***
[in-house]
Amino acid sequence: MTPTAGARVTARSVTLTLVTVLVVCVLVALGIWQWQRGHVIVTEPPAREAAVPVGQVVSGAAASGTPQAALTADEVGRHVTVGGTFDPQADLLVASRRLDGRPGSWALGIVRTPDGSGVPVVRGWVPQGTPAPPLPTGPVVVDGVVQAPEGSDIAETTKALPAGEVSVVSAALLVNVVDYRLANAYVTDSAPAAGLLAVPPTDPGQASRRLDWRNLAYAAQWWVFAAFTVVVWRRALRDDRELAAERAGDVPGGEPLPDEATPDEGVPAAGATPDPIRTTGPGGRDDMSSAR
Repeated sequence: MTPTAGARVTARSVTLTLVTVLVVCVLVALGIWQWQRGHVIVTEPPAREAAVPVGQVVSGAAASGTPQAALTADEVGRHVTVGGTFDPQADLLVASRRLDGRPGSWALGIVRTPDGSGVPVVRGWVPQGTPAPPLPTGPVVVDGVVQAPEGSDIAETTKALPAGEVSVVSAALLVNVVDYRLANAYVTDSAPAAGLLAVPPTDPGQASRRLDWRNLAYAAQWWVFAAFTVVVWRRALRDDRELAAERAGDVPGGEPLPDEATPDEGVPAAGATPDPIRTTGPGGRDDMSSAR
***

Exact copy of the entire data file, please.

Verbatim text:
[in-house]
Amino acid sequence: MTPTAGARVTARSVTLTLVTVLVVCVLVALGIWQWQRGHVIVTEPPAREAAVPVGQVVSGAAASGTPQAALTADEVGRHVTVGGTFDPQADLLVASRRLDGRPGSWALGIVRTPDGSGVPVVRGWVPQGTPAPPLPTGPVVVDGVVQAPEGSDIAETTKALPAGEVSVVSAALLVNVVDYRLANAYVTDSAPAAGLLAVPPTDPGQASRRLDWRNLAYAAQWWVFAAFTVVVWRRALRDDRELAAERAGDVPGGEPLPDEATPDEGVPAAGATPDPIRTTGPGGRDDMSSAR
Repeated sequence: MTPTAGARVTARSVTLTLVTVLVVCVLVALGIWQWQRGHVIVTEPPAREAAVPVGQVVSGAAASGTPQAALTADEVGRHVTVGGTFDPQADLLVASRRLDGRPGSWALGIVRTPDGSGVPVVRGWVPQGTPAPPLPTGPVVVDGVVQAPEGSDIAETTKALPAGEVSVVSAALLVNVVDYRLANAYVTDSAPAAGLLAVPPTDPGQASRRLDWRNLAYAAQWWVFAAFTVVVWRRALRDDRELAAERAGDVPGGEPLPDEATPDEGVPAAGATPDPIRTTGPGGRDDMSSAR